Of all the forgotten players of the 1930’s, Hack Wilson has always held a special place in my heart. Wilson was the National League’s Jose Altuve-sized answer to Babe Ruth. Standing only 5’6″, Wilson, born Lewis Robert, cut quite the strange figure, with an 18 inch neck and size 5 1/2 shoes. A contemporary sportswriter succinctly summed up Wilson thusly: he was “built along the lines of a beer keg, and was not wholly unfamiliar with its contents.”
Wilson rose up from poor Pittsburgh roots to take the National League by storm. He had left school at the age of 16 to work swinging a sledgehammer in a locomotive factory for $4 per week. The origins of his nickname are sketchy at best, some claiming he resembled popular wrestler Georg Hackenschmidt, while others claimed it came from the fact that his physical appearance was vaguely reminiscent of a taxicab, called a “hack” in those days. No matter the origin, Lewis Robert was christened Hack, and became the perfect ballplayer for the Roaring Twenties. Wilson played hard, swung hard and lived hard.
I really don’t know what more I have to tell you. This guy was an American hero.
On this day in 1979, baseball’s Special Veteran’s Committee gave Hack his due and voted him to the Hall of Fame. For those reading who are hearing about Hack Wilson for the first time, allow me to direct you to his 1930 season. Wilson put up what I believe to be the single greatest run-producing season in the history of baseball. He slashed .356/.454/.726 and hit 56 home runs, which stood as the National League record until Mark McGwire and Sammy Sosa’s steroid-fueled 1998 season finally displaced him. Those are not the most impressive statistics, however. The number that really stands out to me is 191, the number of runs driven in by Wilson in 1930, which remains a Major League record that will probably never be challenged seriously. Wilson also scored 146 runs and led the league in walks. If you are a fan of advanced statistics, I will cite this season as Exhibit A as to why WAR is a load of hooey. In terms of single season oWAR, Hack Wilson’s 1930 season is ranked number 120 all time.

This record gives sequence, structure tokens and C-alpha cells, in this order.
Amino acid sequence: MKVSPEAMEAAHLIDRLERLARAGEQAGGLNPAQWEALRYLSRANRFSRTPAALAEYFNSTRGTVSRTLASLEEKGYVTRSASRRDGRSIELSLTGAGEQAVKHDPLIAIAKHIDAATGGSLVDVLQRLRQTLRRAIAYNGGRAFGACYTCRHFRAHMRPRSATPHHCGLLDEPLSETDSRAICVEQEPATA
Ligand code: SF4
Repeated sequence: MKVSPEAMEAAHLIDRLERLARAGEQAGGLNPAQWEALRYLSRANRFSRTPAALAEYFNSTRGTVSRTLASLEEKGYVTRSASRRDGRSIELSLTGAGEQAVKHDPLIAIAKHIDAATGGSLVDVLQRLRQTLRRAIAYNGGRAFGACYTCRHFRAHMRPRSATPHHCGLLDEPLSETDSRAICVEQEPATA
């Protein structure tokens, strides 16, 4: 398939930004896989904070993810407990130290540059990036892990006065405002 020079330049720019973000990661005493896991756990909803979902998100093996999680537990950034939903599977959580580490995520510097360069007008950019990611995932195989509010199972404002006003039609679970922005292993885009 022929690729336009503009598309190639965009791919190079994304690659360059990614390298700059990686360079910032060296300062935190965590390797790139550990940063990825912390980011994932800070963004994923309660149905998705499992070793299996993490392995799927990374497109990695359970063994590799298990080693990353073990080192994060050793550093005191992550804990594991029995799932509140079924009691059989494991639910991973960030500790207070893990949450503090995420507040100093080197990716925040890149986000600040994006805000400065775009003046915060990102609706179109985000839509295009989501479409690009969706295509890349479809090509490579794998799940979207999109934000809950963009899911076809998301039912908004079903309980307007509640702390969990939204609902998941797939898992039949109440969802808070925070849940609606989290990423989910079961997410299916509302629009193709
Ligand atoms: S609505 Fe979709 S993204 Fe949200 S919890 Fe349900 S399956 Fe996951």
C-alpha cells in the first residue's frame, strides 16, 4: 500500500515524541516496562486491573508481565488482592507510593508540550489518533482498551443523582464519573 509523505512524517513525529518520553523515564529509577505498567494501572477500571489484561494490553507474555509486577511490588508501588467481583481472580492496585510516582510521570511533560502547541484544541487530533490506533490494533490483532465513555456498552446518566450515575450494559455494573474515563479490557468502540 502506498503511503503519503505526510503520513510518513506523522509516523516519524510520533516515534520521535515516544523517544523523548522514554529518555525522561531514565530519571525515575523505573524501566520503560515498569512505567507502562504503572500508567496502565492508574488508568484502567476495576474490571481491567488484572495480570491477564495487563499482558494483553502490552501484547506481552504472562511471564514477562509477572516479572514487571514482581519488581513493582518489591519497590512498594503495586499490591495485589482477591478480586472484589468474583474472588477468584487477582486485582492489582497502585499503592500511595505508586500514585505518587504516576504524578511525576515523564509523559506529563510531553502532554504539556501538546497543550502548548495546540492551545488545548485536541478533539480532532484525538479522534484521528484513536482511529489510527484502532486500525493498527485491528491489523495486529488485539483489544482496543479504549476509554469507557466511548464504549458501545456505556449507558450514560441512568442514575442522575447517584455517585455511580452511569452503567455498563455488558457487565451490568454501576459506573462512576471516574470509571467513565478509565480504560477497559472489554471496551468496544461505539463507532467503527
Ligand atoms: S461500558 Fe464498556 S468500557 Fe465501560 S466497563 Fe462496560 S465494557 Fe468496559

Sadly, 1930 marked the beginning of the end for Hack Wilson. His hard-partying ways finally began to catch up with him. The record-breaking 1930 season only served to fuel his drinking, and he reported to spring training the following season 20 pounds overweight. Wilson held on until 1934, but never batted above .300 again. The Cubs grew frustrated with his act and traded him to Brooklyn following the 1931 season. The 1932 season would prove to be his last semi-productive season, but was a far cry below his peak seasons in the late twenties. He drove in 123 runs that year, but it was clear that he had become a shell of the player he once was. Hack finally hung up the spikes halfway through the 1934 season.
Retirement was, unfortunately, not a happy time for Hack Wilson. He died penniless in 1948 after numerous failed business ventures. Ultimately, his drinking and hard living ways proved too much for his body to handle and he died a broken man.
Wilson’s career numbers do not appear as impressive, especially in light of the advances in offensive production since the twenties and thirties, but when he hit his 200th career home run in 1931, he was only the fourth Major League player to do so, joining Babe Ruth, Cy Williams and Rogers Hornsby. He led the National League in home runs four times. Hack Wilson ended his career with a .307 batting average, 244 home runs and 1063 RBI.